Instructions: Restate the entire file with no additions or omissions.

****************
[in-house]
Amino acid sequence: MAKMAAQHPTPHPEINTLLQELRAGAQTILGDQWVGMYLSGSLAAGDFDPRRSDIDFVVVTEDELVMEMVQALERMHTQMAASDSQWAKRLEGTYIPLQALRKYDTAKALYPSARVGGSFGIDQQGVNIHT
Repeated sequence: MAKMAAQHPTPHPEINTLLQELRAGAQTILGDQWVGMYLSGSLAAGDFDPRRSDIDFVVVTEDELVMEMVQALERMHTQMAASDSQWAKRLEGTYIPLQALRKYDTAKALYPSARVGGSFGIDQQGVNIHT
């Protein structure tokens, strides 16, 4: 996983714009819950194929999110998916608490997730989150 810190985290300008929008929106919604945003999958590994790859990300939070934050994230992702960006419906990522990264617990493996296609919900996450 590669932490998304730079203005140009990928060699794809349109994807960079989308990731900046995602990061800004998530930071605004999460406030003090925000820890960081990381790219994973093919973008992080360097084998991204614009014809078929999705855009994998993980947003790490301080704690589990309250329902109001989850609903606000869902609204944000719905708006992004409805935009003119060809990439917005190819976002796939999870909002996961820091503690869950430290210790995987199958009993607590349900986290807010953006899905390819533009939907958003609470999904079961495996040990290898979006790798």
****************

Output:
[in-house]
Amino acid sequence: MAKMAAQHPTPHPEINTLLQELRAGAQTILGDQWVGMYLSGSLAAGDFDPRRSDIDFVVVTEDELVMEMVQALERMHTQMAASDSQWAKRLEGTYIPLQALRKYDTAKALYPSARVGGSFGIDQQGVNIHT
Repeated sequence: MAKMAAQHPTPHPEINTLLQELRAGAQTILGDQWVGMYLSGSLAAGDFDPRRSDIDFVVVTEDELVMEMVQALERMHTQMAASDSQWAKRLEGTYIPLQALRKYDTAKALYPSARVGGSFGIDQQGVNIHT
């Protein structure tokens, strides 16, 4: 996983714009819950194929999110998916608490997730989150 810190985290300008929008929106919604945003999958590994790859990300939070934050994230992702960006419906990522990264617990493996296609919900996450 590669932490998304730079203005140009990928060699794809349109994807960079989308990731900046995602990061800004998530930071605004999460406030003090925000820890960081990381790219994973093919973008992080360097084998991204614009014809078929999705855009994998993980947003790490301080704690589990309250329902109001989850609903606000869902609204944000719905708006992004409805935009003119060809990439917005190819976002796939999870909002996961820091503690869950430290210790995987199958009993607590349900986290807010953006899905390819533009939907958003609470999904079961495996040990290898979006790798």